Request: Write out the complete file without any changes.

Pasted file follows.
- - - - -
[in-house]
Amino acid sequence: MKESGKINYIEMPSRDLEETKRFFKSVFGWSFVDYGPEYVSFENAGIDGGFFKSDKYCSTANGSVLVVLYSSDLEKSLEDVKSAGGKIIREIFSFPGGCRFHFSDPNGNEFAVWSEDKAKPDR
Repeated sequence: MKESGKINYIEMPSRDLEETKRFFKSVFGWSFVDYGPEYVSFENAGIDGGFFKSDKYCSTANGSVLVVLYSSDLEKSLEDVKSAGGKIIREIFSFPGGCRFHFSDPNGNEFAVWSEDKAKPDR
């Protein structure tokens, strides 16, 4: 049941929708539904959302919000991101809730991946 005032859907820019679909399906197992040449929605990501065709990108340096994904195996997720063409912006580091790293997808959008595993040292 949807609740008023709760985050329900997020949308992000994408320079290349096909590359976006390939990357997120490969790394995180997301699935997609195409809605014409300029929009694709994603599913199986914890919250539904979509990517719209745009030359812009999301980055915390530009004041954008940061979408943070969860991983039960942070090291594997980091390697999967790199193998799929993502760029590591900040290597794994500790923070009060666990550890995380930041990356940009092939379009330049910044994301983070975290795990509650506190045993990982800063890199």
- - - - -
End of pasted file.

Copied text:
[in-house]
Amino acid sequence: MKESGKINYIEMPSRDLEETKRFFKSVFGWSFVDYGPEYVSFENAGIDGGFFKSDKYCSTANGSVLVVLYSSDLEKSLEDVKSAGGKIIREIFSFPGGCRFHFSDPNGNEFAVWSEDKAKPDR
Repeated sequence: MKESGKINYIEMPSRDLEETKRFFKSVFGWSFVDYGPEYVSFENAGIDGGFFKSDKYCSTANGSVLVVLYSSDLEKSLEDVKSAGGKIIREIFSFPGGCRFHFSDPNGNEFAVWSEDKAKPDR
């Protein structure tokens, strides 16, 4: 049941929708539904959302919000991101809730991946 005032859907820019679909399906197992040449929605990501065709990108340096994904195996997720063409912006580091790293997808959008595993040292 949807609740008023709760985050329900997020949308992000994408320079290349096909590359976006390939990357997120490969790394995180997301699935997609195409809605014409300029929009694709994603599913199986914890919250539904979509990517719209745009030359812009999301980055915390530009004041954008940061979408943070969860991983039960942070090291594997980091390697999967790199193998799929993502760029590591900040290597794994500790923070009060666990550890995380930041990356940009092939379009330049910044994301983070975290795990509650506190045993990982800063890199």